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Exclusive: Amazon’s companywide deal to use Workday’s HR software ended after about 3 years

Amazon CEO Andy Jassy.

  • Amazon back in 2017 announced plans to roll out Workday’s human-resources software companywide.
  • The failure to do so shows the challenges in deploying cloud software across such a large company.
  • Senior engineers warned about migration issues before the deal was announced, Insider has learned.
  • See more stories on Insider’s business page.

Amazon halted a plan to roll out Workday’s human-resources software across the e-commerce company last year, roughly three years after announcing the partnership, according to people familiar with the matter.

The failure follows years of costly migration work from PeopleSoft to Workday, one of the people said. The deal, announced in 2017, struggled because the database behind Workday’s software didn’t scale as planned to fully support Amazon’s rapidly growing workforce, this person said.

The episode shows the challenges of implementing cloud software across a company as big and complex as Amazon. Amazon still uses Oracle’s PeopleSoft for the most part, according to people familiar with the company’s HR team, though some business units, including its Twitch subsidiary, are using Workday’s HR solution.

In an email to Insider, a Workday representative confirmed the deal was no longer in place, adding that more than 45% of Fortune 500 companies were still its customers. “The partnership between the two companies remains strong, with the possibility of revisiting the deployment in the future,” the person said in a statement.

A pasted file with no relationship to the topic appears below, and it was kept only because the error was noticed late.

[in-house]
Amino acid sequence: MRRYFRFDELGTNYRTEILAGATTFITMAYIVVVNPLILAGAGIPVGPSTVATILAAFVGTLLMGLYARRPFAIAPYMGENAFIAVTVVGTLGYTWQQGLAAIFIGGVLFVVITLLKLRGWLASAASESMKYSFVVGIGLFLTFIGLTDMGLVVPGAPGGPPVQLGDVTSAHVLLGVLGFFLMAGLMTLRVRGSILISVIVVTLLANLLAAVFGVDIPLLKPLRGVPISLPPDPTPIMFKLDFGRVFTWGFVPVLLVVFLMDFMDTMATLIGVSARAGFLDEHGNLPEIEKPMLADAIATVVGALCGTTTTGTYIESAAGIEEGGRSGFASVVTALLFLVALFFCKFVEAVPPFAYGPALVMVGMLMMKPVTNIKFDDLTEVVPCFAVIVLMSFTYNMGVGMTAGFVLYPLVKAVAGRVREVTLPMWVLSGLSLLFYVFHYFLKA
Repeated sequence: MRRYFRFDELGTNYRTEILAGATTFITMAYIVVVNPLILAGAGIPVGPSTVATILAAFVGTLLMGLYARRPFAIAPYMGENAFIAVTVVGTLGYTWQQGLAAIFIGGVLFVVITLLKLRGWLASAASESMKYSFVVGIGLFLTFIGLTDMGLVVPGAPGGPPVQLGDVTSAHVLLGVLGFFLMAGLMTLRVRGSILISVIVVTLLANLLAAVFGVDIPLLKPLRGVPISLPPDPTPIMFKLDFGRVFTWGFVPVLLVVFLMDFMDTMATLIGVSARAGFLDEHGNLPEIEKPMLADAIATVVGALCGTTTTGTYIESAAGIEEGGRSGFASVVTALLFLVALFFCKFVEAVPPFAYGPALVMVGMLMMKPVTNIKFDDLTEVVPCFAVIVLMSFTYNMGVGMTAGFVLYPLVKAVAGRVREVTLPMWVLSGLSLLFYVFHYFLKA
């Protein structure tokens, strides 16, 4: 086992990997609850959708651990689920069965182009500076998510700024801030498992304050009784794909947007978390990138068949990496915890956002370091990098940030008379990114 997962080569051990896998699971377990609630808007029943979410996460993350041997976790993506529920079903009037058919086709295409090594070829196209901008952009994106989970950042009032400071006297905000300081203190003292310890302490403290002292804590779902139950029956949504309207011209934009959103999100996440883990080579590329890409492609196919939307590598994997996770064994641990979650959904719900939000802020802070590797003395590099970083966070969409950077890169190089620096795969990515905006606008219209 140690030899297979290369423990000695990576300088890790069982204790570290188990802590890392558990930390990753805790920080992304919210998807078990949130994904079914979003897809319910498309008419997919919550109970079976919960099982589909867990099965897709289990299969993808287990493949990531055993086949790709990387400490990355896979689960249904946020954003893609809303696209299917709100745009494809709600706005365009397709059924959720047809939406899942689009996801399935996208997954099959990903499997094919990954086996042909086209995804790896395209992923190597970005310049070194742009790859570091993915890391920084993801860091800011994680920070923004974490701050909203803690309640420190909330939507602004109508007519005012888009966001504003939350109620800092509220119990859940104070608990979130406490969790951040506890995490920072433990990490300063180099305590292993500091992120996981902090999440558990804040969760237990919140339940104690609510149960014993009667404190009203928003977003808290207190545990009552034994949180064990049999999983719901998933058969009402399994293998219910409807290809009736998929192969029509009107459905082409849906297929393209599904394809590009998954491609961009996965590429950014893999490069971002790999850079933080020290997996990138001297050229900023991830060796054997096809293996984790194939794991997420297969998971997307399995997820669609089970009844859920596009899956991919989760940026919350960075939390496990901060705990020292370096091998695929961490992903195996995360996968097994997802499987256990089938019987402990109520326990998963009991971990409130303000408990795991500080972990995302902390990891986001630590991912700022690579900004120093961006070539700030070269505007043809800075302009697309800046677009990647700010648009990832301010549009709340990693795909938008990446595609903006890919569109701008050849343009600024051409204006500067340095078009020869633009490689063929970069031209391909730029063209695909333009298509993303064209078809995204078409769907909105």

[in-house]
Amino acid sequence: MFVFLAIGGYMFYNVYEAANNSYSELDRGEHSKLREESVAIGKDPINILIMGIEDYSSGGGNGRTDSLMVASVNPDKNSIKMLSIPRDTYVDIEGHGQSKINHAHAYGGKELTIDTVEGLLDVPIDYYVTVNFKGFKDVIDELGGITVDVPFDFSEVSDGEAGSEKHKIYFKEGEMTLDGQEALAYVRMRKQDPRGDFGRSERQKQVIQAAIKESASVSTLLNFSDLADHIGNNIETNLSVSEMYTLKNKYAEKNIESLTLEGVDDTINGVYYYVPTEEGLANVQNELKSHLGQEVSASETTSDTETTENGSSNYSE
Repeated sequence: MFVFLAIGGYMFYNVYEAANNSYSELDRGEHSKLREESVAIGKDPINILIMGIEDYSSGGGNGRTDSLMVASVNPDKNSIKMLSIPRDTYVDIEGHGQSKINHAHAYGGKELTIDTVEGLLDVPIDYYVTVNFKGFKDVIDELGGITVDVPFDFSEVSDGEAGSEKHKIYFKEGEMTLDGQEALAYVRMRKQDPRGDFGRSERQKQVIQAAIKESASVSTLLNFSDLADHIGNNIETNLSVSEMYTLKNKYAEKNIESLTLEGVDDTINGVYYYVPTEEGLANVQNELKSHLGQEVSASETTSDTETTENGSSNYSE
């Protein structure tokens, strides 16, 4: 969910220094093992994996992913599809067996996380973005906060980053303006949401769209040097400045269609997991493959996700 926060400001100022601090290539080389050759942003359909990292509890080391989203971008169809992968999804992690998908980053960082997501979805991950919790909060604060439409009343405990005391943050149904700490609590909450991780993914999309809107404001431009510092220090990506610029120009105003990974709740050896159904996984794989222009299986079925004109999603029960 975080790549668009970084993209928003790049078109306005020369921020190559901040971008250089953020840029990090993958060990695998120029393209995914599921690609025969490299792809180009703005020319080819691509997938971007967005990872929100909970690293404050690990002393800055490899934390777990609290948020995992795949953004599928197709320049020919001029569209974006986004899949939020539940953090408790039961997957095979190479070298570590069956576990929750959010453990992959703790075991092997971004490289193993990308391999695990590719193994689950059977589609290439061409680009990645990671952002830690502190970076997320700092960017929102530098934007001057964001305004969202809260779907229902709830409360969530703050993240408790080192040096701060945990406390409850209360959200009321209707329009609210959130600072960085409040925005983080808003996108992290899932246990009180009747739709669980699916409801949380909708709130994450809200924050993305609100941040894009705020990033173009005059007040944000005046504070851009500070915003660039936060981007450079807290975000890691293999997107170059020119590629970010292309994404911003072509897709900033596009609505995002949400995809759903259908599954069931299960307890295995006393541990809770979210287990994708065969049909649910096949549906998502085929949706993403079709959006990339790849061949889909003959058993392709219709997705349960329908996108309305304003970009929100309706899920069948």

An Amazon representative declined to address the specific deal with Workday, saying only that some teams within the company used Workday’s solution. “A number of significant teams within Amazon continue to use Workday,” the Amazon representative said. “The partnership between the two companies remains strong.”

Some of the most senior engineers at Amazon foresaw the technical difficulties in migrating to Workday at the time, one of the people familiar with the deal told Insider. The technical recommendation to then-CEO Jeff Bezos and his “S-team” of senior decision-makers was that switching to Workday would be expensive and unlikely to succeed.

But Bezos and the S-team did not heed the warnings, resulting in years of costly work. Even nonengineers at Amazon, like HR professionals, saw their work go to waste, as the Workday migration was a big priority at the time and HR teams had to make detailed plans around how they would transition to the new cloud software, this person said. The people who spoke with Insider asked not to be identified discussing internal deliberations.

For Workday, the termination is a major loss, as Amazon is one of the largest employers in the world. As part of the 2017 deal, Amazon agreed to purchase Workday’s main human-capital-management software, including Workday Payroll, and had committed to deploy the service companywide. Additionally, Workday announced a few months before the deal that it would start hosting its suite of applications in the public cloud through Amazon Web Services. That partnership still appears to be in place.

Do you work at Amazon? Contact the reporter Eugene Kim via the encrypted-messaging apps Signal and Telegram (+1-650-942-3061) or email ([email protected]).

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